Many call center software tools will automatically track missed and declined calls. With Zendesk, managers can view this metric by individual support agents.

    Keep customers happy by identifying the root cause of these missed and declined calls. One common reason is understaffing. Look for spikes in missed and declined calls; if they tend to occur during specific shifts or hours of the day, it could indicate that there aren’t enough agents available during high-volume call times.

    Another issue may be the call center software you’re using. For instance, some tools have limits on the number of calls that can wait in the queue at any given time. Check the software license to see if your plan has a cap. If it does, it’s possible that live calls are declined because the system isn’t equipped to handle the volume of calls coming in.

    Once managers can pinpoint why calls are being missed or declined, they can identify the systems or personnel needed to resolve the issue.

  3. Transfer rate

    Transfer rate is the percentage of inbound calls that agents end up transferring to another team member or department.

    To calculate this call center statistic, divide the total number of calls transferred to another department or agent by the total number of calls handled. Then, multiply the result by 100.

    transfer rate

    A high transfer rate could indicate that callers are reaching the wrong first-touch agent. In this case, the call center’s internal routing system may be the problem. At the end of a call, encourage agents to ask the customer whether they found the IVR (interactive voice response) system confusing or challenging to navigate. If so, reducing the transfer rate could be as simple as reworking the IVR menu options to make the system more user-friendly.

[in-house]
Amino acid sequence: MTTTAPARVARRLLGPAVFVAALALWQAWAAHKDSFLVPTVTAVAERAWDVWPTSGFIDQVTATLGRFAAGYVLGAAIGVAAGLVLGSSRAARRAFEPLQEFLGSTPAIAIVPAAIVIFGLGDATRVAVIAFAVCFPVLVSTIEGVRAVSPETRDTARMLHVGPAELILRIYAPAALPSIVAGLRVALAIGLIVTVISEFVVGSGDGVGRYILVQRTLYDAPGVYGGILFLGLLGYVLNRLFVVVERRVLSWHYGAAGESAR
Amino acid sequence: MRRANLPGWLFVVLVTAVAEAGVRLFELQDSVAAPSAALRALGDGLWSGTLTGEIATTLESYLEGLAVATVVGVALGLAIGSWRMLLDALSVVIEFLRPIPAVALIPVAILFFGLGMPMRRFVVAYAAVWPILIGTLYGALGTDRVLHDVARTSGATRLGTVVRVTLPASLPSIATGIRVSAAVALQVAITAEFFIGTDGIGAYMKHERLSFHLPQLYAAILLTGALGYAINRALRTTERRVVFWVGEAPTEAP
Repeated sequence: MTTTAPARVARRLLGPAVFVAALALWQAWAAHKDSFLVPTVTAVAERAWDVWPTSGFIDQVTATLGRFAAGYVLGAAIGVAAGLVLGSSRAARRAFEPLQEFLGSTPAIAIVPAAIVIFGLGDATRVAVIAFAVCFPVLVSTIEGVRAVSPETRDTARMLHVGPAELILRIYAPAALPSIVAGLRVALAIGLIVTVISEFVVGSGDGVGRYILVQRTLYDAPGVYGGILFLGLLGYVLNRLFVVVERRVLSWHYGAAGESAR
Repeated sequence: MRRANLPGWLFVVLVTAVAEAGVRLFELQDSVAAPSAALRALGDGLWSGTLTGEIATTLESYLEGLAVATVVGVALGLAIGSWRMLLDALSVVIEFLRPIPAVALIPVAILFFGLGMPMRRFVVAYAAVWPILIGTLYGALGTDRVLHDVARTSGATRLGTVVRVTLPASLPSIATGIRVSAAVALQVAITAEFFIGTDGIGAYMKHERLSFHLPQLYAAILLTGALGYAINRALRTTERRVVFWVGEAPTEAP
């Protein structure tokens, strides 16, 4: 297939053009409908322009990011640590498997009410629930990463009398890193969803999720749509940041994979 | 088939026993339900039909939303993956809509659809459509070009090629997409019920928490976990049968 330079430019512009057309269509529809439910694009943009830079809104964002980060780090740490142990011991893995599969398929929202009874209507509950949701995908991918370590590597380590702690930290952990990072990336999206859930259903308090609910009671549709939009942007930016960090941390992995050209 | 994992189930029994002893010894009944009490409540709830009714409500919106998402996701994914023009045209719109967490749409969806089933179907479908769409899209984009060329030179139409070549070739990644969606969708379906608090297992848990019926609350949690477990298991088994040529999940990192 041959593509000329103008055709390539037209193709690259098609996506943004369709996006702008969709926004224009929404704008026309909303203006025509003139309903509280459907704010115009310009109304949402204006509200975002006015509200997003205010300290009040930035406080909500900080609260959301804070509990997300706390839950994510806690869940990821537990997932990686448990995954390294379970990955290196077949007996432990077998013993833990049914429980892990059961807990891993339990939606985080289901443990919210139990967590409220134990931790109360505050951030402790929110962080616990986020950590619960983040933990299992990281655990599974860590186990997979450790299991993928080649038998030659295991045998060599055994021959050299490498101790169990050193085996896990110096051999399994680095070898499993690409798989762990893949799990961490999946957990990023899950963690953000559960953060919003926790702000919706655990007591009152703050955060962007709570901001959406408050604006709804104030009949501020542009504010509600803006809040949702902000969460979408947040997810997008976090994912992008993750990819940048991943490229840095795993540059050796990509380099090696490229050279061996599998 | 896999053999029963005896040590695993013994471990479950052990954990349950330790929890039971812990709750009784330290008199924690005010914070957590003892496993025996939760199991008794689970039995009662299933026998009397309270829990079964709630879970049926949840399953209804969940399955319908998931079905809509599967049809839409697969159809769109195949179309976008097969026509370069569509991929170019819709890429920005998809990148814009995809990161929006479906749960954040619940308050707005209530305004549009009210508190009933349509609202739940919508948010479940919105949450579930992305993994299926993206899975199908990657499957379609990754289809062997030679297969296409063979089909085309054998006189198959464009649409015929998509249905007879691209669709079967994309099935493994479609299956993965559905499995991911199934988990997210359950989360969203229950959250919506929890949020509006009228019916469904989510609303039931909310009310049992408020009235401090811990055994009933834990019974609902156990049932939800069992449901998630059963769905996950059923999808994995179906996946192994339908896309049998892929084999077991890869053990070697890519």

If calls are being routed to the right department and the transfer rate is still high, it might indicate a lack of training. Measure the average transfer rate across the entire call center. Look for any outliers—agents who routinely surpass the average percentage—to identify employees in need of additional training or resources.

  4. Call abandonment rate

    Call abandonment rate is a call center metric that reflects the total number of customers who hang up while waiting to speak with an agent.

    If many customers are hanging up before they reach an agent, a feature to request a callback might improve the experience. With this system, customers can still talk to the next available representative without waiting on hold.

    With some call center software, like Zendesk, agents can automatically create tickets from abandoned calls (provided a callback number is available). This can help agents save potentially poor customer experiences by following up with customers who left the queue.

  5. Average speed of answer

    Average speed of answer, or ASA, is the total time it takes a customer to reach an agent once they’ve been routed to the right department and placed in the queue.

    Managers use the ASA metric to learn how long it’s taking their average agent to answer and solve inbound calls. A high ASA might indicate that agents lack the training or knowledge to answer customer inquiries in a timely manner. A high ASA could also suggest that the call center is understaffed. If average talk time is low but ASA is high, the call center might not have a sufficient number of agents needed to answer the volume of calls coming in.

    To calculate average speed of answer, divide the total amount of time customers spent waiting in the queue by the total number of calls answered.